Man has been using wind energy for thousands of years. The Egyptians were the first to experiment sailing on the Nile 5,000 years ago, while the first wind mills were made by the Babylonians and date back to the seventeenth century B.C. In the centuries that followed, wind mills spread all over the Middle East. Between 1200 and 1300 they were used in Europe too, especially in the northern countries. Even Leonardo da Vinci worked at perfecting these machines. In 1887, the French Duc de La Peltrie built the first aero generator to produce electrical energy. Today aero generators are utilised to obtain energy from the wind. These modern wind mills exploit the wind to make the blades of a big propeller rotate: the latter is connected to a generator that transforms mechanical energy (deriving from the movement of the blades) into electrical energy.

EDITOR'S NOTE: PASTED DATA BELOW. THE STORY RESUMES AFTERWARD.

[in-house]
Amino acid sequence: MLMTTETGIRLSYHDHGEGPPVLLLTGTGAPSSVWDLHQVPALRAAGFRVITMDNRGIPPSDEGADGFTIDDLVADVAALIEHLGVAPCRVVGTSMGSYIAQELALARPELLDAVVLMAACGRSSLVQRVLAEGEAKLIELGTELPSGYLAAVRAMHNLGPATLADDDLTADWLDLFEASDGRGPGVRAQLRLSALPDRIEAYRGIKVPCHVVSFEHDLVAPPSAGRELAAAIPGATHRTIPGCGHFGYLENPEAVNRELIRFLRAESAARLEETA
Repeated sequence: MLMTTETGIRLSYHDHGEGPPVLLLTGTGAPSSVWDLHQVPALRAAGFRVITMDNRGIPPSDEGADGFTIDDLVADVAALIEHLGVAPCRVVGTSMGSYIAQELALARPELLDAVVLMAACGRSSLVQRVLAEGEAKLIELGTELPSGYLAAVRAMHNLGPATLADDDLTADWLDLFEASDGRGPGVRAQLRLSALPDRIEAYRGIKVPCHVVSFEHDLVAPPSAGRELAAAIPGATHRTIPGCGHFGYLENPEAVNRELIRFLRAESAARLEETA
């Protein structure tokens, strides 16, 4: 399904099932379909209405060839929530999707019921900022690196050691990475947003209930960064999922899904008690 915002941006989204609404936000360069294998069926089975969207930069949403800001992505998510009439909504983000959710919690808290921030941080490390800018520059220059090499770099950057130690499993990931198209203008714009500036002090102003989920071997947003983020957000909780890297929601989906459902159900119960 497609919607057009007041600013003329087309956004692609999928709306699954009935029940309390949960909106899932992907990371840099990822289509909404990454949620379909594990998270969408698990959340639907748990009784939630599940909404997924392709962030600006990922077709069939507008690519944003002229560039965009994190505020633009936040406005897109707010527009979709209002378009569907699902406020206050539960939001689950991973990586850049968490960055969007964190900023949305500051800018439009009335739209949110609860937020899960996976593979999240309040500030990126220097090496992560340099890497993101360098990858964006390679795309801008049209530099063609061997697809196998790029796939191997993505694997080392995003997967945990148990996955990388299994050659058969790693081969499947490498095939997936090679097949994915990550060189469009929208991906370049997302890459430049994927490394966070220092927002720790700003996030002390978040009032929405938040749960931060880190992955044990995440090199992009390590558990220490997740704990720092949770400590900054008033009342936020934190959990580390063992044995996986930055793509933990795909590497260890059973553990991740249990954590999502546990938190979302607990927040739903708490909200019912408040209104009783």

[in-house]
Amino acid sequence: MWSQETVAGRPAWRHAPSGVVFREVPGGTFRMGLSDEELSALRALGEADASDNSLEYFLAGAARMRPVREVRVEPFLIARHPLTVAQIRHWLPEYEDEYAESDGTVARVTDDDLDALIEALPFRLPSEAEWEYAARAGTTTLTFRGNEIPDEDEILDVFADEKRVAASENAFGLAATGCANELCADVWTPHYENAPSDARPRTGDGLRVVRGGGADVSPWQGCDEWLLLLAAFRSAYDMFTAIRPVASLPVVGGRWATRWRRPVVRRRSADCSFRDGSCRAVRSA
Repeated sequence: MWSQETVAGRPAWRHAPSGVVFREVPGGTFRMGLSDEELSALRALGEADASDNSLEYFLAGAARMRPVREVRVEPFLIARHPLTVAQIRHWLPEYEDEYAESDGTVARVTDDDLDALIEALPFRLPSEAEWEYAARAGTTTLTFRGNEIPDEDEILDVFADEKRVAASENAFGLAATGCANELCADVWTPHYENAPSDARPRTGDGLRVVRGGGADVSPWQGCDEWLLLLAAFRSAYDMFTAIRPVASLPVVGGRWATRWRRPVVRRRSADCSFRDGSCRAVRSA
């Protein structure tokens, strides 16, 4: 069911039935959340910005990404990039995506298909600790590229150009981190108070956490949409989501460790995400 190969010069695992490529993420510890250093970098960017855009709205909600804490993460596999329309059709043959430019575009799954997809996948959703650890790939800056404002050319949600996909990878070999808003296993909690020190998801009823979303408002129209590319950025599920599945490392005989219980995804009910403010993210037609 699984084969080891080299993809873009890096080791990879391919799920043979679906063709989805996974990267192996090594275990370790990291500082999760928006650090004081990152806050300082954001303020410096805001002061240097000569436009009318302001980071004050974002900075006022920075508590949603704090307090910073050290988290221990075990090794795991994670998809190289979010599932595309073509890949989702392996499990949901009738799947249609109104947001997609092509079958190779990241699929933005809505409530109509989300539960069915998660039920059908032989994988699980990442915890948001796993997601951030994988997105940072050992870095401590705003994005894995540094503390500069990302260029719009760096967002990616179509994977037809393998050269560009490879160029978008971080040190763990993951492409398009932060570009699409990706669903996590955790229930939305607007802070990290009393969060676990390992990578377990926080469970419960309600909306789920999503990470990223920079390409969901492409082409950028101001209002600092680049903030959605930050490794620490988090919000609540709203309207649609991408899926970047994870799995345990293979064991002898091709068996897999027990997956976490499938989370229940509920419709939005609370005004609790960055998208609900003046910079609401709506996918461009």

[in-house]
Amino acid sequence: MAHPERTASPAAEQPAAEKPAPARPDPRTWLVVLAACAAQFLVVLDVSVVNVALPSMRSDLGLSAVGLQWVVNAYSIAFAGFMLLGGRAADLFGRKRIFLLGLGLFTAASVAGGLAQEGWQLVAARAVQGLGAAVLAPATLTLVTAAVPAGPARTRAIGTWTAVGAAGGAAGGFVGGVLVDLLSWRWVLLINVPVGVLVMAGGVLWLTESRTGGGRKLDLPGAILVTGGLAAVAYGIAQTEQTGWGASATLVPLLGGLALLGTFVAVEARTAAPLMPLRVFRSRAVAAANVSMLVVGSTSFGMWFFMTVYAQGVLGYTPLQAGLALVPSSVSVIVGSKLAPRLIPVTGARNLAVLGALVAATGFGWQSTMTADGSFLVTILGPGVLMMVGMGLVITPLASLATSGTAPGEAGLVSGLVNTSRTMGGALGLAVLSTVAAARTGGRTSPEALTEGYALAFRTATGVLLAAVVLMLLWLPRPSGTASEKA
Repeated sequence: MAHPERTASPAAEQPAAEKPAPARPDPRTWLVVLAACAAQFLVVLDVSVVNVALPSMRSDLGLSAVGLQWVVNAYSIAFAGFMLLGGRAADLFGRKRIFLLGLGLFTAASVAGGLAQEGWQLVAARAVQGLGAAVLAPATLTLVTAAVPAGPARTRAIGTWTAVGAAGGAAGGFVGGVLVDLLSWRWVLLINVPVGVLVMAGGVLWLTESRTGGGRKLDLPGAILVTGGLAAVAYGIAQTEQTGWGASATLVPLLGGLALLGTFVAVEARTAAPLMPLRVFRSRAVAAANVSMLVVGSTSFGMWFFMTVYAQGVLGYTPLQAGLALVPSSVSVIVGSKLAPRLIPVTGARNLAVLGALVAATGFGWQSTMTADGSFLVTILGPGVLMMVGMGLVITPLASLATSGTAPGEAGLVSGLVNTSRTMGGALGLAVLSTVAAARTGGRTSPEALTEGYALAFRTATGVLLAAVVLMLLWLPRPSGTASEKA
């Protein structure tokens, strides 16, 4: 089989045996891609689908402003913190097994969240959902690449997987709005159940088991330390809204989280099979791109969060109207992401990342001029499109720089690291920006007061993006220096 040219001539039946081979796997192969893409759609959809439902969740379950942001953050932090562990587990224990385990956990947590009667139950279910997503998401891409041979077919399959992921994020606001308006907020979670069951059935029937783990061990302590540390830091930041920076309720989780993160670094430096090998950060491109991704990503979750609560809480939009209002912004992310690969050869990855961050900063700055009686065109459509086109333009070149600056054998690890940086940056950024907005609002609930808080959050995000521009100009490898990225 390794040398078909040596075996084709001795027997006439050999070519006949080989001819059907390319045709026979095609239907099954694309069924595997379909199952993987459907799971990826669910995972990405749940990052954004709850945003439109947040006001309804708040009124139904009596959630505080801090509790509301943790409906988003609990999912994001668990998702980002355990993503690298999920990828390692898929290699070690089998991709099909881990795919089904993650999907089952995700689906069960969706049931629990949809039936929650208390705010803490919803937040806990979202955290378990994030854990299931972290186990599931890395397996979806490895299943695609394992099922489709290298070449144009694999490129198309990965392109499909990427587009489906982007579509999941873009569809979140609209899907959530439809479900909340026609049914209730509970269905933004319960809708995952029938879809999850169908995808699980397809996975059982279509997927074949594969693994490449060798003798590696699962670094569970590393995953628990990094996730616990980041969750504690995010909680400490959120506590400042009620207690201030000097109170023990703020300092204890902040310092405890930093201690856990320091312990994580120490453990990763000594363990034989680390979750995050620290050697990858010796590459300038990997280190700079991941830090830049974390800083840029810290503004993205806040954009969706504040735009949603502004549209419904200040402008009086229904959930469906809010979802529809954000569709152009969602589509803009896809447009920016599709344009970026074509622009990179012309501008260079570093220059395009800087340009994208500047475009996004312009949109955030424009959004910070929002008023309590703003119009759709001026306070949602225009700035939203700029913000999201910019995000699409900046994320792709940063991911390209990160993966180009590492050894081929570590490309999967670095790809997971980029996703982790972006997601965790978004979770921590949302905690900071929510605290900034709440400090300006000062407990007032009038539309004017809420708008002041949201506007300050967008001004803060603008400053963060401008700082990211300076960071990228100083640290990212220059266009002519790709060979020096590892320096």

Aero generators vary in size and shape. In fact, they can have one, two or three blades of varying lengths: those with 50-centimetre-long blades are used as battery chargers; those with 30-metre-long blades are capable of producing energy to satisfy the daily electricity requirements of about 1000 households. When many aero generators are connected they form a wind-farm, which are real power stations. There are both on shore and off-shore wind farms.